Multicultural association celebrates milestone
Successful fundraising helps hire two permanent employees to assist local newcomers
For more than a year and a half, volunteers with the Multicultural Association of Perth Huron have been collecting beer cans and wine bottles from local restaurants to raise enough money to hire two permanent employees.
Recently, the association reached its goal of $50,000, which was matched by board members, to hire a co-ordinator and a settlement consultant to help newcomers navigate Canada’s immigration system and connect them with the resources needed to start a new life in Perth and Huron counties.
“Today, we make $50,000. I want to say thank you to the community for helping us,” said association founder Geza Wordofa. “We sold the bottles for 25 cents, the cans for 10 cents every week. That’s how we reached our goal.”
Before now, there had been no paid employees working at the multicultural association. Now, thanks to the empties donated by eight local restaurants, the association has hired Asil Hamid to serve as a part-time settlement consultant and Meaghen Brideau as co-ordinator. Both women have been volunteering with the association for more than a year and said they were eager to contribute on a more permanent basis.
Hamid, an Iraqi native who speaks both English and Arabic, has had several years experience helping her neighbours at her Toronto apartment building – many of whom are Syrian refugees – fill out immigration paperwork, access settlement services, and understand their new lives in Canada.
“There are many refugees ... who are looking for a safe place. …They are suffering and (the multicultural association) wants to help them,” Hamid said. “So they approached me and asked me about this position. Multicultural is the organization that I trust to bring refugees.”
Though she had worked full time as a financial consultant at a firm with offices in Toronto and Stratford, Hamid had volunteered to translate for – and assist – Arabic-speaking newcomers during the association’s Saturday settlement clinics. Now that she is coming on full time, her role has been expanded to include reviewing immigration application to make sure everything is in order before they are submitted.
Though Hamid is currently working as a consultant, she is training to become a full settlement officer in the near future.
Brideau, a social work graduate from the University of Waterloo, has been brought on to assist Wordofa with his ever-expanding workload.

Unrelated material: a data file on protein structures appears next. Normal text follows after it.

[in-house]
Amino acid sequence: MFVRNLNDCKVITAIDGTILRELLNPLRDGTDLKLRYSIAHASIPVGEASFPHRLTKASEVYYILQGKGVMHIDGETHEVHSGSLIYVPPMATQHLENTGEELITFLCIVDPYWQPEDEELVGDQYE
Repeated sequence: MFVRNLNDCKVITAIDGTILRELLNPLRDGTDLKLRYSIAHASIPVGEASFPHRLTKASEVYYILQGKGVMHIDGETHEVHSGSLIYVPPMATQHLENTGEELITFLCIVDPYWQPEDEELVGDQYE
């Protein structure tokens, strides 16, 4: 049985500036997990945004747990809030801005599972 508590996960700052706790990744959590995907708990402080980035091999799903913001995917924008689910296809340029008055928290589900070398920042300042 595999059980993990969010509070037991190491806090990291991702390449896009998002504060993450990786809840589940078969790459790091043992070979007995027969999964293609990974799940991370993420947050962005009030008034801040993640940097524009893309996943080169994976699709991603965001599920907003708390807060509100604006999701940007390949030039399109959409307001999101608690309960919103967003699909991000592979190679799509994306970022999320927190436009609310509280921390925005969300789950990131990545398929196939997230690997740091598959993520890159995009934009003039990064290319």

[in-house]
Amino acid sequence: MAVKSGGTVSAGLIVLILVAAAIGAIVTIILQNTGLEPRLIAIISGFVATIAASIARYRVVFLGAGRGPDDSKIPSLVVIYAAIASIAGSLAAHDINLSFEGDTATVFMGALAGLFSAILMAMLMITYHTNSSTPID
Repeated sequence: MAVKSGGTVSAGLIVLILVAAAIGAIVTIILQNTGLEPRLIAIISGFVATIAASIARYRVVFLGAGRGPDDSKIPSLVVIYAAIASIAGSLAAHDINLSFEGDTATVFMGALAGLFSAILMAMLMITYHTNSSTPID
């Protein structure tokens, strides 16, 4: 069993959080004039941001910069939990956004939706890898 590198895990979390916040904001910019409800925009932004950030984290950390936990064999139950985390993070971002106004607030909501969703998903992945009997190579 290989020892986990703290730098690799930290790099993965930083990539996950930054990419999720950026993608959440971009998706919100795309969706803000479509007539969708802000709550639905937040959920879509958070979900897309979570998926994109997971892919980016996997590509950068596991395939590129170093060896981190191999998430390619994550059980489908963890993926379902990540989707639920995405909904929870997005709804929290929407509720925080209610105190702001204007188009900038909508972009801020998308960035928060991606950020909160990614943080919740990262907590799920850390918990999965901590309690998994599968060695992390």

“I do a little bit of everything. I help with events – I will help plan those – I do intake work if we have new clients coming into the office, I may help them with applications for visas. If they are in need of services – whether it’s housing, jobs – I will help them to find those resources for them and connect them with them,” she said.
Brideau also travels with Wordofa across both counties and beyond to meet with newcomer families to determine how the multicultural association can serve them best.
Having moved to Stratford three years ago while finishing her degree in Waterloo, Brideau said she was surprised to see that the city’s newcomer population was being underutilized, under-served, and poorly represented.
“It was really important for me to work here because this is something that I missed, and I thought it was lacking when I got here. But I see now that there is a diversity in Stratford, it’s just harder to see, and I want to bring it out. Newcomers are always needed. They help the community grow and flourish, and they need to be seen and supported more in Stratford,” Brideau said.
Having only just started in their new roles, both Hamid and Brideau are already working to help Syrian newcomers Ikhlas Salloum and her husband Mohammed Al Doghaim secure funding to launch a Syrian bakery in Stratford.
“If she will get this money that will be a great opportunity for her to work very hard to prove herself here in her new country,” Hamid translated for Salloum.
“She said that she wants to be giving a good picture for Syrian families when they come here – be a great example for them – even for Canadians. … She said we are here to build the economy and show them that we are working very hard.” firstname.lastname@example.org
After raising $50,000 over the last year and a half by collecting and selling beer cans and wine and liquor bottles from local restaurants, the Multicultural Association of Perth Huron announced Wednesday that it has used the funds raised to hire two permanent employees. Pictured from left are board member Robert Martin, co-ordinator Meaghen Brideau, founder Geza Wordofa, settlement consultant Asil Hamid, and Syrian newcomers Ikhlas Salloum and Mohamed Al Doghaim.